In last week's paper, SFR spoke with
Jason Brockhoft, a former contestant on the reality TV show "Bullrun
" who wrecked his car and, by his account, nearly came to blows with pro wrestler Bill Goldberg at the old state penitentiary in Santa Fe. This week, Brockhoft posted three YouTube videos chronicling his side of the story.
As of today, all three show up
in a YouTube search, but most copies of the videos—which Brockhoft says he's uploaded repeatedly—yield the following response: This video is no longer available due to a copyright claim by BULLRUN LLC.
Brockhoft says the claim is "a false allegation. They are trying to shove me down the Orwellian memory hole." More after the jump.
An inquiry to Bullrun's press office got the following response, via e-mail:
Bullrun's copyright lawyers monitor any copyright infringement but from your e-mail it simply sounds like Jason is posting footage he does not have any rights to on YouTube.
SFR has a call in to YouTube about Bullrun's allegations. For now, see if you can access Brockhoft's latest video here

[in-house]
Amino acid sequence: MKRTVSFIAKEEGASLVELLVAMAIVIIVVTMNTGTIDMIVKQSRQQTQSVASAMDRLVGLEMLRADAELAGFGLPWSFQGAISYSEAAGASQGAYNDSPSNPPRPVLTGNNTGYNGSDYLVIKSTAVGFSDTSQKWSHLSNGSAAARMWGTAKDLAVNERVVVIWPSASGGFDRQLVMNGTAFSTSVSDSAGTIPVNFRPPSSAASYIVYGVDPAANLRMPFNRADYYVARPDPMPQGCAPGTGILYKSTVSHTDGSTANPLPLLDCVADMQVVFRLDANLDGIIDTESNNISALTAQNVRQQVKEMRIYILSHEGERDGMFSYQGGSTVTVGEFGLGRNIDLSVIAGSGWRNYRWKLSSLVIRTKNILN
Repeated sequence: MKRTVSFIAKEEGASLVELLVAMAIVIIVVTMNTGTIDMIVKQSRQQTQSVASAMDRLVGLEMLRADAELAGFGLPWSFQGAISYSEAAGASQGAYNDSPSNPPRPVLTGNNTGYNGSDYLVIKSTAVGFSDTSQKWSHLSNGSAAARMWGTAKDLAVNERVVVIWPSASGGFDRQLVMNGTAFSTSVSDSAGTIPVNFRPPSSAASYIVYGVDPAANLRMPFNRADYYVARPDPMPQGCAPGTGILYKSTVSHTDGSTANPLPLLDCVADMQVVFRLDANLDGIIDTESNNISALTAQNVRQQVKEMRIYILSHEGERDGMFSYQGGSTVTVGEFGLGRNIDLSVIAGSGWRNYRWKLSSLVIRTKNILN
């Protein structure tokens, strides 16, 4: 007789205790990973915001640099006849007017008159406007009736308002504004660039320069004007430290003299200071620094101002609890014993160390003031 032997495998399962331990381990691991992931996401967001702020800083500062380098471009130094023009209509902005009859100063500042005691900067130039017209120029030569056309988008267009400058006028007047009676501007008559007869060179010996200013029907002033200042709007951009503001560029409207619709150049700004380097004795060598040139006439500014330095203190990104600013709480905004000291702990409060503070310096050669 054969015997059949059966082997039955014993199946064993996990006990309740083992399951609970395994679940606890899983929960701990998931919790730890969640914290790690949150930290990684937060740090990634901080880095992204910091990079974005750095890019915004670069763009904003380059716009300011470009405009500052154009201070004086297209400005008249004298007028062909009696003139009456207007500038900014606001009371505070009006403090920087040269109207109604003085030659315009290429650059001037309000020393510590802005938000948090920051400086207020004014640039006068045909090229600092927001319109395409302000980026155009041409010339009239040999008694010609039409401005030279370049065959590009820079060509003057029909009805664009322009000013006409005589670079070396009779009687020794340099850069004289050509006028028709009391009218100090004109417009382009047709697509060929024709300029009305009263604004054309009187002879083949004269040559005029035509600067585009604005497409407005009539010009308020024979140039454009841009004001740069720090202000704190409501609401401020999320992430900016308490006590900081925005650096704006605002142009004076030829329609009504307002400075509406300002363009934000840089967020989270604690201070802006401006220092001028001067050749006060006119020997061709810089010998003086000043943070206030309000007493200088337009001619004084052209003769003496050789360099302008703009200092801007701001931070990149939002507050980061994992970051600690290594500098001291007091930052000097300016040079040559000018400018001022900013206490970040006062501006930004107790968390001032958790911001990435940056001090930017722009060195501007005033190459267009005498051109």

Updated Friday 2:45pm:
Here's the lowdown on how copyright complaints work, from YouTube
spokeswoman Victoria Grand:
Essentially, we're not in the position to be able to decide whether a piece of information is copyrighted. We don't make those determinations ourselves; we provide a process
where [parties] who feel their copyright is infringed can file a complaint.
What happens next, Grand explains, is a sort of crazy back-and-forth: The person who uploaded the content (Brockhoft, in this case) is notified of the complaint and invited to file a counter-complaint. When he does, the original complainant (Bullrun) can file a counter-counter-complaint.
Brockhoft says he's already filed his counter-complaint. Whether Bullrun files a second (counter-counter) complaint will determine what happens next. If they do, the video stays down (and, presumably, the issue goes to court). If they don't, Grand says, the videos will be back up in approximately 10 days.